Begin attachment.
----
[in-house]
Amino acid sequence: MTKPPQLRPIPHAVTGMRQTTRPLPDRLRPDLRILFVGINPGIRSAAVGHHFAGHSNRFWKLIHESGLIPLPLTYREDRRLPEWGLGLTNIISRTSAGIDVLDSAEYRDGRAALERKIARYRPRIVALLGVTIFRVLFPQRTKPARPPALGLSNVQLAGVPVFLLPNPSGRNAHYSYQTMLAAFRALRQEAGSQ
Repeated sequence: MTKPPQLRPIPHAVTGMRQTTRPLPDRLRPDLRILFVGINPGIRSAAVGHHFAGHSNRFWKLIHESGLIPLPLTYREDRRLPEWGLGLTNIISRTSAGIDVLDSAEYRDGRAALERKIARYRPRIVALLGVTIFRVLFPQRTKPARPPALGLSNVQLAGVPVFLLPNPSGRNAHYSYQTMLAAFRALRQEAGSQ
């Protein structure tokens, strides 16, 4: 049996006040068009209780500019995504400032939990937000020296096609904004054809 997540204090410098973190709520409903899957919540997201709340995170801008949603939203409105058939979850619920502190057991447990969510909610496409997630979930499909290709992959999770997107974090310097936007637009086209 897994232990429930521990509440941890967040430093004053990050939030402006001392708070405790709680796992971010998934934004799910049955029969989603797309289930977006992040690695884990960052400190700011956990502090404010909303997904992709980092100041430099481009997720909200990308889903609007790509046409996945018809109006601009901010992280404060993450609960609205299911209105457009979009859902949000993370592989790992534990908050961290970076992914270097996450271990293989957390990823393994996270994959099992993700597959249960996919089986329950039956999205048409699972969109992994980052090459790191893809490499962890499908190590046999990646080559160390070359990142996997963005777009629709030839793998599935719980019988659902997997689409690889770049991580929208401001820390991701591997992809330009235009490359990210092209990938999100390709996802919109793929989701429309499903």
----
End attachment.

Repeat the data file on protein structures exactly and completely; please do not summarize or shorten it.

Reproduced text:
[in-house]
Amino acid sequence: MTKPPQLRPIPHAVTGMRQTTRPLPDRLRPDLRILFVGINPGIRSAAVGHHFAGHSNRFWKLIHESGLIPLPLTYREDRRLPEWGLGLTNIISRTSAGIDVLDSAEYRDGRAALERKIARYRPRIVALLGVTIFRVLFPQRTKPARPPALGLSNVQLAGVPVFLLPNPSGRNAHYSYQTMLAAFRALRQEAGSQ
Repeated sequence: MTKPPQLRPIPHAVTGMRQTTRPLPDRLRPDLRILFVGINPGIRSAAVGHHFAGHSNRFWKLIHESGLIPLPLTYREDRRLPEWGLGLTNIISRTSAGIDVLDSAEYRDGRAALERKIARYRPRIVALLGVTIFRVLFPQRTKPARPPALGLSNVQLAGVPVFLLPNPSGRNAHYSYQTMLAAFRALRQEAGSQ
């Protein structure tokens, strides 16, 4: 049996006040068009209780500019995504400032939990937000020296096609904004054809 997540204090410098973190709520409903899957919540997201709340995170801008949603939203409105058939979850619920502190057991447990969510909610496409997630979930499909290709992959999770997107974090310097936007637009086209 897994232990429930521990509440941890967040430093004053990050939030402006001392708070405790709680796992971010998934934004799910049955029969989603797309289930977006992040690695884990960052400190700011956990502090404010909303997904992709980092100041430099481009997720909200990308889903609007790509046409996945018809109006601009901010992280404060993450609960609205299911209105457009979009859902949000993370592989790992534990908050961290970076992914270097996450271990293989957390990823393994996270994959099992993700597959249960996919089986329950039956999205048409699972969109992994980052090459790191893809490499962890499908190590046999990646080559160390070359990142996997963005777009629709030839793998599935719980019988659902997997689409690889770049991580929208401001820390991701591997992809330009235009490359990210092209990938999100390709996802919109793929989701429309499903």